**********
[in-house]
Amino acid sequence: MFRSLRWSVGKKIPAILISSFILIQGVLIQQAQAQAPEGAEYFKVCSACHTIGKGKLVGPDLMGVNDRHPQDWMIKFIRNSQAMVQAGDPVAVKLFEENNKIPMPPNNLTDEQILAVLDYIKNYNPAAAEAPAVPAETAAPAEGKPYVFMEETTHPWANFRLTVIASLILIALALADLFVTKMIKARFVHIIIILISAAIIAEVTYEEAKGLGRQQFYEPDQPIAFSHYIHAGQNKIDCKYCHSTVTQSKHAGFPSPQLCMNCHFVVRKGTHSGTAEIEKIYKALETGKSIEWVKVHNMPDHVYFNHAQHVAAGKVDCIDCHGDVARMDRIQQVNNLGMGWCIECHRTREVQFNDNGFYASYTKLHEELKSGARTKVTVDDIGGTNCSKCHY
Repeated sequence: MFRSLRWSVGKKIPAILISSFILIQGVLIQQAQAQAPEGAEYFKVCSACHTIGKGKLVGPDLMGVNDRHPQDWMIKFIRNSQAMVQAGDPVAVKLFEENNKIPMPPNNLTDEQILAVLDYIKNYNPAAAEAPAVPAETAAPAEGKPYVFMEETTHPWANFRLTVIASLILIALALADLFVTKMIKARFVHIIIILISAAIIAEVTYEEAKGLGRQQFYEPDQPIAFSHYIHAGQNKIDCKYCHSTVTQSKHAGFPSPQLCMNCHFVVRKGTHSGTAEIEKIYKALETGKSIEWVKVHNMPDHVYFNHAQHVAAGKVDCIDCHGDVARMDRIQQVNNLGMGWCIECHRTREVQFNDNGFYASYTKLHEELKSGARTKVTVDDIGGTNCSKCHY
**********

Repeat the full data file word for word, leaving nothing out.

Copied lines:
[in-house]
Amino acid sequence: MFRSLRWSVGKKIPAILISSFILIQGVLIQQAQAQAPEGAEYFKVCSACHTIGKGKLVGPDLMGVNDRHPQDWMIKFIRNSQAMVQAGDPVAVKLFEENNKIPMPPNNLTDEQILAVLDYIKNYNPAAAEAPAVPAETAAPAEGKPYVFMEETTHPWANFRLTVIASLILIALALADLFVTKMIKARFVHIIIILISAAIIAEVTYEEAKGLGRQQFYEPDQPIAFSHYIHAGQNKIDCKYCHSTVTQSKHAGFPSPQLCMNCHFVVRKGTHSGTAEIEKIYKALETGKSIEWVKVHNMPDHVYFNHAQHVAAGKVDCIDCHGDVARMDRIQQVNNLGMGWCIECHRTREVQFNDNGFYASYTKLHEELKSGARTKVTVDDIGGTNCSKCHY
Repeated sequence: MFRSLRWSVGKKIPAILISSFILIQGVLIQQAQAQAPEGAEYFKVCSACHTIGKGKLVGPDLMGVNDRHPQDWMIKFIRNSQAMVQAGDPVAVKLFEENNKIPMPPNNLTDEQILAVLDYIKNYNPAAAEAPAVPAETAAPAEGKPYVFMEETTHPWANFRLTVIASLILIALALADLFVTKMIKARFVHIIIILISAAIIAEVTYEEAKGLGRQQFYEPDQPIAFSHYIHAGQNKIDCKYCHSTVTQSKHAGFPSPQLCMNCHFVVRKGTHSGTAEIEKIYKALETGKSIEWVKVHNMPDHVYFNHAQHVAAGKVDCIDCHGDVARMDRIQQVNNLGMGWCIECHRTREVQFNDNGFYASYTKLHEELKSGARTKVTVDDIGGTNCSKCHY